US to launch new media network to provide Chinese diaspora with ‘alternative’ news – report
The US-funded broadcasters Voice of America and Radio Free Asia are about to join forces to establish a new media structure, tasked with providing Chinese citizens with an ‘alternative’ to their own state media, a report claims.
Against the background of a seemingly never-ending US-China trade war, Washington has, apparently, decided to reach out to some ordinary Chinese people and to provide them with no less than a brand new “alternative” to their domestic state media, which, it says, only promote Beijing’s “narratives, values and misinformation.”
At least that’s what a report in the Hong Kong-based South China Morning Post (SCMP) claims. The report suggests that Voice of America and Radio Free Asia plan to work together to create a totally new “digital brand” operating 24/7 in Mandarin on social media, on the internet and through various other broadcasting platforms.
The new network is reportedly expected to focus particularly on Chinese youth, both in China and beyond. The news comes as the US Agency for Global Media – a newly founded governmental entity tasked with coordinating the work of all of the US’ state-funded media – proudly reported about the growing demand for that sort of content in China, saying that the number of people tuning in weekly to VOA and RFA rose by more than six percent in total in 2018.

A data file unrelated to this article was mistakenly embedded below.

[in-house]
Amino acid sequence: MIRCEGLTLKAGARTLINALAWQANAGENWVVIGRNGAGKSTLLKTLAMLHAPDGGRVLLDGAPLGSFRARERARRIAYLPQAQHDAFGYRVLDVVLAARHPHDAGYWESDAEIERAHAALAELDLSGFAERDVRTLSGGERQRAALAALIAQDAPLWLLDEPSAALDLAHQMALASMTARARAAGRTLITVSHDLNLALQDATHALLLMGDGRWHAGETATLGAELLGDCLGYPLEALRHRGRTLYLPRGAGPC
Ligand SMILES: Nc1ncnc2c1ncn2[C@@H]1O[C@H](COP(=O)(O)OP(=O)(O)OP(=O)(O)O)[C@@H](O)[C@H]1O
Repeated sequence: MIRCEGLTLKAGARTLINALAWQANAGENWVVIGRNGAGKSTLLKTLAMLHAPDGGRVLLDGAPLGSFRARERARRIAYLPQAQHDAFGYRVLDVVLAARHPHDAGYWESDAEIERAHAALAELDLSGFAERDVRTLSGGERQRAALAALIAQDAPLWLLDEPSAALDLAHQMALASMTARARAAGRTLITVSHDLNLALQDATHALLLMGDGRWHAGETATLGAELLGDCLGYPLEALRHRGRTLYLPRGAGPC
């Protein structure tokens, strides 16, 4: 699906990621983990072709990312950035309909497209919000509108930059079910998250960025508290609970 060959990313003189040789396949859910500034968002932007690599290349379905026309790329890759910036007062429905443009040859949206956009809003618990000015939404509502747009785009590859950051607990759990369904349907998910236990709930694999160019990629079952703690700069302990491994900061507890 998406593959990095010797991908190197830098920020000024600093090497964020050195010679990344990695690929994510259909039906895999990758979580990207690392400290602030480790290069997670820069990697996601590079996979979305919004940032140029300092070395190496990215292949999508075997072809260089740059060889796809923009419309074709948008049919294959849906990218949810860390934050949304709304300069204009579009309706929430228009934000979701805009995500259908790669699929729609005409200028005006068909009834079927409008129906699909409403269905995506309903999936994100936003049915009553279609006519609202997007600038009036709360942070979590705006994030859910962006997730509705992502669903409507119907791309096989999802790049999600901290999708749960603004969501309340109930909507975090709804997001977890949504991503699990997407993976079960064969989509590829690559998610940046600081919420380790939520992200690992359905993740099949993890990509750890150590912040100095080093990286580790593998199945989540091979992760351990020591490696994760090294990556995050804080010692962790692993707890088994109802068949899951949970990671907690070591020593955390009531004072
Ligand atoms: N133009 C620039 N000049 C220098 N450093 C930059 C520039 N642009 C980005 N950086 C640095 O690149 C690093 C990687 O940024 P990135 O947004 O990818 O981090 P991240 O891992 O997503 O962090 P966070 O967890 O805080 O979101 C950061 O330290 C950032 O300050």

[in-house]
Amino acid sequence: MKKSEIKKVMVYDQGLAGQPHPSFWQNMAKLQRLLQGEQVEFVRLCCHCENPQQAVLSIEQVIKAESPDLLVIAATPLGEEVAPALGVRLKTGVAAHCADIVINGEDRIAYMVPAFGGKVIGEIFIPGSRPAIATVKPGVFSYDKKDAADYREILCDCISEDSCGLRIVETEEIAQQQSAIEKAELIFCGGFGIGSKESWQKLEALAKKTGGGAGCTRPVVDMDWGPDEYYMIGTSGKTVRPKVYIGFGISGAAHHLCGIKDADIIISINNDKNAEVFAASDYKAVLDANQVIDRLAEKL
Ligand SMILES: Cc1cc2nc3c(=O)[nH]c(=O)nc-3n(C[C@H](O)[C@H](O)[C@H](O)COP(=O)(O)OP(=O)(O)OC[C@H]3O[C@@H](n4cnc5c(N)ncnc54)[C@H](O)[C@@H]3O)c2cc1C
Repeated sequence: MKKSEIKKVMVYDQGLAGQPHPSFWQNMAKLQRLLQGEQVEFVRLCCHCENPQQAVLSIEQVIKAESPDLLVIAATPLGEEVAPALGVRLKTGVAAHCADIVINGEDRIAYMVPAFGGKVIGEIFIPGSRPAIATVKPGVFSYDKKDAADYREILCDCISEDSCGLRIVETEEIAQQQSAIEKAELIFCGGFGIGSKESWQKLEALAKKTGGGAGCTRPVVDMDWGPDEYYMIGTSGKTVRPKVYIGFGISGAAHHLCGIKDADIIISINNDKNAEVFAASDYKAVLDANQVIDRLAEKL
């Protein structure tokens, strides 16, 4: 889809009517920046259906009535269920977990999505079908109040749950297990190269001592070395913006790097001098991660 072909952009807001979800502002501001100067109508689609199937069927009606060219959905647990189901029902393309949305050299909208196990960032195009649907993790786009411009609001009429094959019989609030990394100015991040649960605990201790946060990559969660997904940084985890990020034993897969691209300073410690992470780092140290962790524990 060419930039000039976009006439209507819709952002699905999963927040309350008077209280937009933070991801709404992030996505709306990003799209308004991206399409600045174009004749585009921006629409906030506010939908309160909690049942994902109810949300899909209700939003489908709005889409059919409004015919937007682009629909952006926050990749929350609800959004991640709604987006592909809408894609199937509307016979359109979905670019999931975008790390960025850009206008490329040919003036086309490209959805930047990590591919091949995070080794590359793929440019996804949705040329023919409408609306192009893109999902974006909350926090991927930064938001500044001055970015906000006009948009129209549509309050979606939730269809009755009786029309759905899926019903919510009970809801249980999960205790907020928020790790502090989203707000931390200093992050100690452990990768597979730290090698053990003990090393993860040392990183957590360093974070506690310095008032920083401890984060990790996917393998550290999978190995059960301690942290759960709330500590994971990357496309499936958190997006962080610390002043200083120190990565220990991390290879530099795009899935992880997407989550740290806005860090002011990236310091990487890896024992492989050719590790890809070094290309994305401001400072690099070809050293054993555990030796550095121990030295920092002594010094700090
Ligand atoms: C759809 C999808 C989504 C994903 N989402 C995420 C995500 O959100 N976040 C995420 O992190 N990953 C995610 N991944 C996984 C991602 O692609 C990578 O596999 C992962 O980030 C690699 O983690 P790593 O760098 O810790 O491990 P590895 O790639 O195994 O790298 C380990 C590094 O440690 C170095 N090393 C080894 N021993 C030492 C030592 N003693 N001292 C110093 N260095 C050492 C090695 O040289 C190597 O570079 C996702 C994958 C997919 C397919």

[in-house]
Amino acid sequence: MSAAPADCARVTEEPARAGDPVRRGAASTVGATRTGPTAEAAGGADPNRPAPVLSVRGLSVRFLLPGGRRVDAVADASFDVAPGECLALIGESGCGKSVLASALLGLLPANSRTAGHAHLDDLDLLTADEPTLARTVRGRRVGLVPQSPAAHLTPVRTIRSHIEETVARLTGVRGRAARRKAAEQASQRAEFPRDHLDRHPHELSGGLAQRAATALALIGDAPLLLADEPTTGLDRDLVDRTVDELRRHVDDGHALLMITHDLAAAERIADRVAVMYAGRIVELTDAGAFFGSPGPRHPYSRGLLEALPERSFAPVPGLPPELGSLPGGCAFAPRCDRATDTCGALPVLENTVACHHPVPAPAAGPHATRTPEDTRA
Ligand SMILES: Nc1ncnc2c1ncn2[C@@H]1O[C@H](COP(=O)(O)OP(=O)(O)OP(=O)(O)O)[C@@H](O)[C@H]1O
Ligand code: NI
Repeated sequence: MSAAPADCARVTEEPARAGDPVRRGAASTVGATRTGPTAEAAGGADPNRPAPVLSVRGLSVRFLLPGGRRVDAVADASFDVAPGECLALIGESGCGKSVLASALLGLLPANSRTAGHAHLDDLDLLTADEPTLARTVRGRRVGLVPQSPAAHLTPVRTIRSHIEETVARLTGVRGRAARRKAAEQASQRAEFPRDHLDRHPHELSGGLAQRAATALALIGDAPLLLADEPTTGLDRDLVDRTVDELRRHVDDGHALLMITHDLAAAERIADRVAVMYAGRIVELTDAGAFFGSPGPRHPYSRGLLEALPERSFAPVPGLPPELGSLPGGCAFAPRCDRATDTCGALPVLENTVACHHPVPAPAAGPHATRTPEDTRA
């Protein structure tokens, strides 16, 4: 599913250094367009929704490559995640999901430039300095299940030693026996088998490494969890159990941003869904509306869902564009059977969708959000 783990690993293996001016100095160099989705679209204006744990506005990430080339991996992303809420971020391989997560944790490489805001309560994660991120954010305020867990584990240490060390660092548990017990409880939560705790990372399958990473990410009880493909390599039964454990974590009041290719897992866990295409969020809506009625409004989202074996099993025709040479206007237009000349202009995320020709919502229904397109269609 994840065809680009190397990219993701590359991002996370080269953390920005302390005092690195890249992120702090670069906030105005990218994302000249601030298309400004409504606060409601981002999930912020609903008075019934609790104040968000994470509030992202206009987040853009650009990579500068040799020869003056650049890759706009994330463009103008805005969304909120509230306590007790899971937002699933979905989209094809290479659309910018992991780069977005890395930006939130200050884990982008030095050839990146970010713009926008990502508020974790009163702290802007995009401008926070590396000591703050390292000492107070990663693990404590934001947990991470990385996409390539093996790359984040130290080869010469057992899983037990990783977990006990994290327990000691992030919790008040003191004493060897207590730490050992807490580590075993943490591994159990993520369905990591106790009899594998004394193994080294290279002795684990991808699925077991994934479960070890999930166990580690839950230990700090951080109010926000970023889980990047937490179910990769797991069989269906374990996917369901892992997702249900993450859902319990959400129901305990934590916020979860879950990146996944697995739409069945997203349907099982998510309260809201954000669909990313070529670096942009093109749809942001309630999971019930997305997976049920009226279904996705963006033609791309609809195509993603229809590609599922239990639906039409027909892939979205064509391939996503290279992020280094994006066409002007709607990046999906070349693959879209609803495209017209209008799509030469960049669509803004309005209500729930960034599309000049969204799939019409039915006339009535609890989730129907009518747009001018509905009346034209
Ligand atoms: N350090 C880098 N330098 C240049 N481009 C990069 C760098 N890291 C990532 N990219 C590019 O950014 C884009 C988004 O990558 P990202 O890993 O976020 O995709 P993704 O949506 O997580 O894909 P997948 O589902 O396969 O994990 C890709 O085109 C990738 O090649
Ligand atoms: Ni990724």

It is, however, unclear how exactly a network, which will reportedly be called ‘Global Mandarin,’ would be different from the existing US state-funded Mandarin-language broadcasters. Neither is it clear how many personnel would be involved in its operations and how exactly it is going to promote “freedom and democracy.”
In any event, this new “alternative” media source, which would be no doubt tasked with “advancing the goals of US foreign policy” just like Radio Free Asia or Radio Free Europe, would need to get through China’s firewall first.
The SCMP report suggests the budget of the proposed new network could be between $5 million and $10 million for the first year – a meager sum. Compared with the $43 million Radio Free Asia had at its disposal in 2018, for example.The network’s supposed future name does not make the situation any easier as well as it –alongside with a relevant internet domain – is currently taken by an online school of Chinese language.
It is not the first Washington’s attempt to conquer the minds of its geopolitical adversaries, though. Two years ago, Voice of America together with another government-funded media outlet – Radio Free Europe/Radio Liberty launched a 24/7 Russian-language news channel broadcasting from the Czech Republic with a very similar stated goal of providing “an alternative to disinformation” in Russia and neighboring countries.